May 19, 2011 Los Arcos to Viana


Arrived Villamayor and found Monique. Walked with her and talked of her past relationship and plans for study in acupuncture. Arrived in Viana with her. She was tired and tense, tried to cajole her toward happiness, but not having a room for the night made her justifiable tense.

Night in Viana albergue. Met Sebastian there, a German firefighter at sink in men’s room. Dinner with Monique, Arlene, Sheila where we talked about why we’re each doing the camino.

May 18, 2011 Estella to Los Arcos

Walked out of hotel to find camino and who should be there but Luke and the two girls. Talked to them to see how Luke’s knee was doing. He was carrying his guitar which hopefully is becoming easier to manage. Saw Renee at the same time. She was heading to store and ultimately this was the last I would see of her on the camino.

Set off alone for Villamayor and there met Monique. Walked with her through beautiful green fields to Los Arcos where we found Rocky. Stayed at municipal albergue where saw Joanne and Kat, Roberto and Philippe, and many others. Walked much of day with Dave of Canada, so invited him to dinner with Rocky, Monique and I at Restaurante Museo del Peregrino.

Dave is a tech consultant (retired) who started a company and turned around another company in Canada, apparently leaving him fairly wealthy. His wife was born in Leon and had died of cancer in 2005, which led him to the camino to get in touch with her memory. He met a German woman here on his last camino and was married. In process of divorce from her now.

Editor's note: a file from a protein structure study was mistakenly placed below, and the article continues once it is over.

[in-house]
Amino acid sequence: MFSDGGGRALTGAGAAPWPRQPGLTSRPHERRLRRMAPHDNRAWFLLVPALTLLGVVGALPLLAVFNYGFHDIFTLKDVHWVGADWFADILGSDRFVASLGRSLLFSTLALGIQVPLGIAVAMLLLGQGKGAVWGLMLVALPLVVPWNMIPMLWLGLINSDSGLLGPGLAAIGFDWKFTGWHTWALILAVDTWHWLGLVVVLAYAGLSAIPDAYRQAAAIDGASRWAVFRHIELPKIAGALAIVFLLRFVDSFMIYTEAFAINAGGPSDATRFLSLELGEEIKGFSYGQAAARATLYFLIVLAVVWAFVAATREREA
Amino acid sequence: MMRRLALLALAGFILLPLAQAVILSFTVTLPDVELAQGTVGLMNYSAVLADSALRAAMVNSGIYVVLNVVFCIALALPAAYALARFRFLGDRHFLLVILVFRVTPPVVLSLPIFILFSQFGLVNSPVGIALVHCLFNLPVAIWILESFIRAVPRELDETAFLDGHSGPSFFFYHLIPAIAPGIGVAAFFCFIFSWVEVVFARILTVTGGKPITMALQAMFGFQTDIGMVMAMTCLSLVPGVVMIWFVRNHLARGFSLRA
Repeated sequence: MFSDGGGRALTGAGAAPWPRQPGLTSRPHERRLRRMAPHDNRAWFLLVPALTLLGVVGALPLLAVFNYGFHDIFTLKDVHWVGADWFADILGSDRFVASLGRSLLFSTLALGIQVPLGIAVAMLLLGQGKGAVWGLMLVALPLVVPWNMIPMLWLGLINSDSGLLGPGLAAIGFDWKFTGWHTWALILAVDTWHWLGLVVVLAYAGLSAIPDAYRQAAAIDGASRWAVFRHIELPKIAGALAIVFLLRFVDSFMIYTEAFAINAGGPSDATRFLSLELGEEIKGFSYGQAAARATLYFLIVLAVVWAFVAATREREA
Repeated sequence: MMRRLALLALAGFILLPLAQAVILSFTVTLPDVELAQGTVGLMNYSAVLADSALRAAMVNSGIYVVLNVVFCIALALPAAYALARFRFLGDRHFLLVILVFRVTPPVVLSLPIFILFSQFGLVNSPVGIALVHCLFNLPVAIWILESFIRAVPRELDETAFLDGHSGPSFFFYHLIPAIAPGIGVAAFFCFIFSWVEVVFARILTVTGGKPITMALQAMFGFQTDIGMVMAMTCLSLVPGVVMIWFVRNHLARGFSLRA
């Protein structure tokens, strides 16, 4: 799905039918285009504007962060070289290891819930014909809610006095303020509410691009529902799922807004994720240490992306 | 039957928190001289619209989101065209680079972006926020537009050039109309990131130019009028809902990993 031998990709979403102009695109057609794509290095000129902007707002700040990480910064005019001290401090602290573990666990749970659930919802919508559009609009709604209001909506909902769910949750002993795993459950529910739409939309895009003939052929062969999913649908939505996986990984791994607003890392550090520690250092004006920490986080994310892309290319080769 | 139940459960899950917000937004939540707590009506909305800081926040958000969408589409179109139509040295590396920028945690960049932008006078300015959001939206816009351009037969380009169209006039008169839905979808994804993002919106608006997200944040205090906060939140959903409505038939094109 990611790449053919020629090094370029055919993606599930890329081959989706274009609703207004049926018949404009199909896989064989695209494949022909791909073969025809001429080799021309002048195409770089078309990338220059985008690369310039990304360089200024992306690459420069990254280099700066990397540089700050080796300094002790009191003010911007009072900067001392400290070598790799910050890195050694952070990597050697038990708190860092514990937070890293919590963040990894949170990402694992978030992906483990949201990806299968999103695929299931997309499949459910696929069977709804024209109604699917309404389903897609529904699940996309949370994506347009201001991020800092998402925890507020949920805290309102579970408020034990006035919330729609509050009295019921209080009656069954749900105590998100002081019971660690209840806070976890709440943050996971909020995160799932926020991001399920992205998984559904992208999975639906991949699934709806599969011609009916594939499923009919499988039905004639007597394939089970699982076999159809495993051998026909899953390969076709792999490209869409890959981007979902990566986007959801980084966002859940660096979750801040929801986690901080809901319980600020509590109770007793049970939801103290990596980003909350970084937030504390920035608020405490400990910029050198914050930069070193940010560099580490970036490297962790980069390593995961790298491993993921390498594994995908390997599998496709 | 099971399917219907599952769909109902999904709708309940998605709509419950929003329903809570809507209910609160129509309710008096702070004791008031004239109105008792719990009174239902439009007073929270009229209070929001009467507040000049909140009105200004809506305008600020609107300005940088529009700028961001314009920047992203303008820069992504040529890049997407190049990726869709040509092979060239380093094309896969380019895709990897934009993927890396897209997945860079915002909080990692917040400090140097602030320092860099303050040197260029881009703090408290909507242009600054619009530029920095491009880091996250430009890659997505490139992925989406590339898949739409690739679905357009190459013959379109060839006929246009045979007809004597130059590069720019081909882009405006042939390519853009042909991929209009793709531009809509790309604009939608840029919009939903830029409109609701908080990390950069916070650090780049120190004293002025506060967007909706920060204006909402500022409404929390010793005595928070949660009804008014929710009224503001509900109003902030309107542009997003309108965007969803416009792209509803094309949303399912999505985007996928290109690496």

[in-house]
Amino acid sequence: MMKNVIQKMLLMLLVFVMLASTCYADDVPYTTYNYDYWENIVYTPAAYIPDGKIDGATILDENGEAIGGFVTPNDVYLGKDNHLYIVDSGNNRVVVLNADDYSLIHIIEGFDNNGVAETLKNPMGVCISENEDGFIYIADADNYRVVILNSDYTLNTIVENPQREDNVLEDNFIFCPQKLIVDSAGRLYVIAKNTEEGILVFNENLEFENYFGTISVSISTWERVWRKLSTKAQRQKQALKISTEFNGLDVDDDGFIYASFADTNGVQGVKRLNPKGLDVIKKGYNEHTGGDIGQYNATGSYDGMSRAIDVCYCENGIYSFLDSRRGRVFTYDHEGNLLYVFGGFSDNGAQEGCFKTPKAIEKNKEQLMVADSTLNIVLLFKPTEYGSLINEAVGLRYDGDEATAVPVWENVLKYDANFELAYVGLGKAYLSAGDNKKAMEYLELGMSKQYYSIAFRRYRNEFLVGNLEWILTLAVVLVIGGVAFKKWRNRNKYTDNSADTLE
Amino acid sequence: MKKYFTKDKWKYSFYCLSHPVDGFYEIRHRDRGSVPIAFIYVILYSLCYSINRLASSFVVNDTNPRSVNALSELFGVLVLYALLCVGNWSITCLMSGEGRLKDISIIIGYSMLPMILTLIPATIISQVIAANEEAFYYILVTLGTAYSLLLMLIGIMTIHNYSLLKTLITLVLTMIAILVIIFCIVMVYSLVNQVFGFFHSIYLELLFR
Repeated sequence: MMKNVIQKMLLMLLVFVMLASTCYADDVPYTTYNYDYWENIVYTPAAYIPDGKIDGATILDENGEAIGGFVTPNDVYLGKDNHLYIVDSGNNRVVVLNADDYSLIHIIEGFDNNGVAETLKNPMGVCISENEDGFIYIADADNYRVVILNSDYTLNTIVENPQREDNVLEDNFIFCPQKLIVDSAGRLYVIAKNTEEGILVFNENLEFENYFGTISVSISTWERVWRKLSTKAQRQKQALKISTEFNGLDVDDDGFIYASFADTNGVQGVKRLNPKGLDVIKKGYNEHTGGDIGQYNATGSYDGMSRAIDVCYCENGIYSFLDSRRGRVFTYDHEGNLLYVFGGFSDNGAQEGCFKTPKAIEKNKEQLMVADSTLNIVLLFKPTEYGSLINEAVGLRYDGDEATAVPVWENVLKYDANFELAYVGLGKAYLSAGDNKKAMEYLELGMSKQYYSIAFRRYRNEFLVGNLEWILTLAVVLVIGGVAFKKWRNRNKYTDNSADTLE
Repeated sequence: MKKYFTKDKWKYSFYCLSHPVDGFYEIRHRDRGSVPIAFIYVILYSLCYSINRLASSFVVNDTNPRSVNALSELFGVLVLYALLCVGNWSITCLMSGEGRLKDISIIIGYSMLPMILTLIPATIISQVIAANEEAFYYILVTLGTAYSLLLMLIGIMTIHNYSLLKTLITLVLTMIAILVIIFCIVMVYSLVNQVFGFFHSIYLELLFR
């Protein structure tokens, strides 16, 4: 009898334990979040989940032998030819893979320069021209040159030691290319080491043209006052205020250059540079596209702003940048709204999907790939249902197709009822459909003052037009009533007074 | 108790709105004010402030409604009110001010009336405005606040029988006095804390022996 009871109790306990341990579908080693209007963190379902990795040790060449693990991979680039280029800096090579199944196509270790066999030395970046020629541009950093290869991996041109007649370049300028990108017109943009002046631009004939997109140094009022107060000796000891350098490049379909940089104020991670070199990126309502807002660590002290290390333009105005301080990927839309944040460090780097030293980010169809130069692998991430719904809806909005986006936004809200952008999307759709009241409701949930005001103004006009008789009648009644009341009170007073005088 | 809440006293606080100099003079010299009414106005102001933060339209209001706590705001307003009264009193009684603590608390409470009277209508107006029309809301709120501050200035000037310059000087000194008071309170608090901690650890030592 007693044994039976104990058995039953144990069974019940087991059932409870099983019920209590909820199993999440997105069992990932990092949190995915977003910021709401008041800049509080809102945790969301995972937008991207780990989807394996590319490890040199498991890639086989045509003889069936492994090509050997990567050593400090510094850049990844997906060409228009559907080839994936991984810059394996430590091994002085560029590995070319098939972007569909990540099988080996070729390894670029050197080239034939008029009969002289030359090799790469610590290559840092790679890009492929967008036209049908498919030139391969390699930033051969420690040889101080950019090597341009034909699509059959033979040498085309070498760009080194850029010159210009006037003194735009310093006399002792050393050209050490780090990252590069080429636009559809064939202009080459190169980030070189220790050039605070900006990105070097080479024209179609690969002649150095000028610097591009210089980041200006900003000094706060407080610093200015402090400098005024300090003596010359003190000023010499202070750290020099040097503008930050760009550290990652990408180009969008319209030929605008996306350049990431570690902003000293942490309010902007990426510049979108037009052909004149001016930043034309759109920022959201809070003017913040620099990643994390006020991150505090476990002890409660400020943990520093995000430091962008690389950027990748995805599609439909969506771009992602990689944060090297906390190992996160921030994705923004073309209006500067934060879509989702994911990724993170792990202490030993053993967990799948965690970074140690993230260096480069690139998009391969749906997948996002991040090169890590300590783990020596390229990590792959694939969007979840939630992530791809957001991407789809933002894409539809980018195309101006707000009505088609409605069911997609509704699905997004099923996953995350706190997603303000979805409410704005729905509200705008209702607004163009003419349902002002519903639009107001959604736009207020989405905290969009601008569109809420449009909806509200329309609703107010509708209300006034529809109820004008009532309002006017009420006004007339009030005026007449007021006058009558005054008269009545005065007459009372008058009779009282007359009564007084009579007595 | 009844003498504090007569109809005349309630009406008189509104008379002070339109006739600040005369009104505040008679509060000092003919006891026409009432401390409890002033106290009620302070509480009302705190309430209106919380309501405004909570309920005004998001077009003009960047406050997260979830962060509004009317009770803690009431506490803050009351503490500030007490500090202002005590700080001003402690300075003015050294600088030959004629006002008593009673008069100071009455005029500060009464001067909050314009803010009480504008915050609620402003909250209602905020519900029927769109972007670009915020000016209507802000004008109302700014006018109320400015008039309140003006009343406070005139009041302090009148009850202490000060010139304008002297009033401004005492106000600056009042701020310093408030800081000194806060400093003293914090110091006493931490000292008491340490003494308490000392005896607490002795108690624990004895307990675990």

May 17, 2011 Cirauqui to Estella

People began rustling around the albergue at 06:00 and a Korean girl turned on the light (not good pilgrim etiquette) at 06:15. I managed to stay in bed until 06:30 then up and out at 07:00 (early for me). I enjoyed a slow walk to Estella. Met Sheila from San Francisco and sat for a bit with Roberto of Italy, Felipe of France (had met him with Roberto at the top of Col Orisson) and Ariel of Netherlands at a park as I came into Estella. The dog’s name is Ma-at and is 8 months old, with one month of his life spent on the walk with Philippe from Le Puy in France to Estella. So that dog had something like 1000 km already on his odometer.

I bought a phone in town and then went to find the Internet at the local library so I could send an email to Rock and Luke with my new phone number. I decided to stay at swanky hotel here to unwind and knew that Rocky, who I though I’d see here, would appreciate that. Waiting for her at Plaza Mayor 12:45.

Just now starting to get into the camino spirit. Could be the cervesa I’m enjoying, but am recognizing there’s really no need to rush and that every day holds its charms. I’ve decided to let go of my anxiety about where Luke is and how Rocky is. They’re both adults and going at their own pace. I’m appreciating Estella now. Charming town with narrow Calle Mayor and older people who look grim, but hard to protest with beautiful weather. The Plaza Mayor is dominated by a large Romanesque revival church with two towers and the place, which I’d walked by but not through in 2008, has its charms.